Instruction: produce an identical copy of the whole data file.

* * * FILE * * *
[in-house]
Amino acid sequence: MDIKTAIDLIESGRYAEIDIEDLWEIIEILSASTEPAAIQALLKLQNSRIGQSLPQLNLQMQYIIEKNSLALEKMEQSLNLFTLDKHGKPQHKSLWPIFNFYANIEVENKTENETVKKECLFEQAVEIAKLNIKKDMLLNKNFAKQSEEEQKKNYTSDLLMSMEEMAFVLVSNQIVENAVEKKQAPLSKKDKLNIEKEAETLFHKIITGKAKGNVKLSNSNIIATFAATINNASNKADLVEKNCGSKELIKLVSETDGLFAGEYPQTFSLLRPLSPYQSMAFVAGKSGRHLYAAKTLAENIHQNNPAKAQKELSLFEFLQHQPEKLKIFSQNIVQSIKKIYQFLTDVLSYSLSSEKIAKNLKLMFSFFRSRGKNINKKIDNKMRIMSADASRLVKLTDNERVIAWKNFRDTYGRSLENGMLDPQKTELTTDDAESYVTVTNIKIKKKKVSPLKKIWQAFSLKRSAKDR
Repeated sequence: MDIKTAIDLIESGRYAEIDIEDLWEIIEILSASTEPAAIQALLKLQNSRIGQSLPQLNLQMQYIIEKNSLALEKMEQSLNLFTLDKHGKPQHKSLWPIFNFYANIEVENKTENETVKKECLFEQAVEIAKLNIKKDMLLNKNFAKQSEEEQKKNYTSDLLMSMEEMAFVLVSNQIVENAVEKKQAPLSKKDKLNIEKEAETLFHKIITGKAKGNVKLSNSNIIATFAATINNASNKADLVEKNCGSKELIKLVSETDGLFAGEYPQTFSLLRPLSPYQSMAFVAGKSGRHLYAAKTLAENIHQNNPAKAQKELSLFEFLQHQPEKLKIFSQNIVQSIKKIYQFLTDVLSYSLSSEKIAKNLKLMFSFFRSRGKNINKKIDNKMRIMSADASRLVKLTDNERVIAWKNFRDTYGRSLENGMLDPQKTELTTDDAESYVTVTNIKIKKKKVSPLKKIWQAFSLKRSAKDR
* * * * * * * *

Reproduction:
[in-house]
Amino acid sequence: MDIKTAIDLIESGRYAEIDIEDLWEIIEILSASTEPAAIQALLKLQNSRIGQSLPQLNLQMQYIIEKNSLALEKMEQSLNLFTLDKHGKPQHKSLWPIFNFYANIEVENKTENETVKKECLFEQAVEIAKLNIKKDMLLNKNFAKQSEEEQKKNYTSDLLMSMEEMAFVLVSNQIVENAVEKKQAPLSKKDKLNIEKEAETLFHKIITGKAKGNVKLSNSNIIATFAATINNASNKADLVEKNCGSKELIKLVSETDGLFAGEYPQTFSLLRPLSPYQSMAFVAGKSGRHLYAAKTLAENIHQNNPAKAQKELSLFEFLQHQPEKLKIFSQNIVQSIKKIYQFLTDVLSYSLSSEKIAKNLKLMFSFFRSRGKNINKKIDNKMRIMSADASRLVKLTDNERVIAWKNFRDTYGRSLENGMLDPQKTELTTDDAESYVTVTNIKIKKKKVSPLKKIWQAFSLKRSAKDR
Repeated sequence: MDIKTAIDLIESGRYAEIDIEDLWEIIEILSASTEPAAIQALLKLQNSRIGQSLPQLNLQMQYIIEKNSLALEKMEQSLNLFTLDKHGKPQHKSLWPIFNFYANIEVENKTENETVKKECLFEQAVEIAKLNIKKDMLLNKNFAKQSEEEQKKNYTSDLLMSMEEMAFVLVSNQIVENAVEKKQAPLSKKDKLNIEKEAETLFHKIITGKAKGNVKLSNSNIIATFAATINNASNKADLVEKNCGSKELIKLVSETDGLFAGEYPQTFSLLRPLSPYQSMAFVAGKSGRHLYAAKTLAENIHQNNPAKAQKELSLFEFLQHQPEKLKIFSQNIVQSIKKIYQFLTDVLSYSLSSEKIAKNLKLMFSFFRSRGKNINKKIDNKMRIMSADASRLVKLTDNERVIAWKNFRDTYGRSLENGMLDPQKTELTTDDAESYVTVTNIKIKKKKVSPLKKIWQAFSLKRSAKDR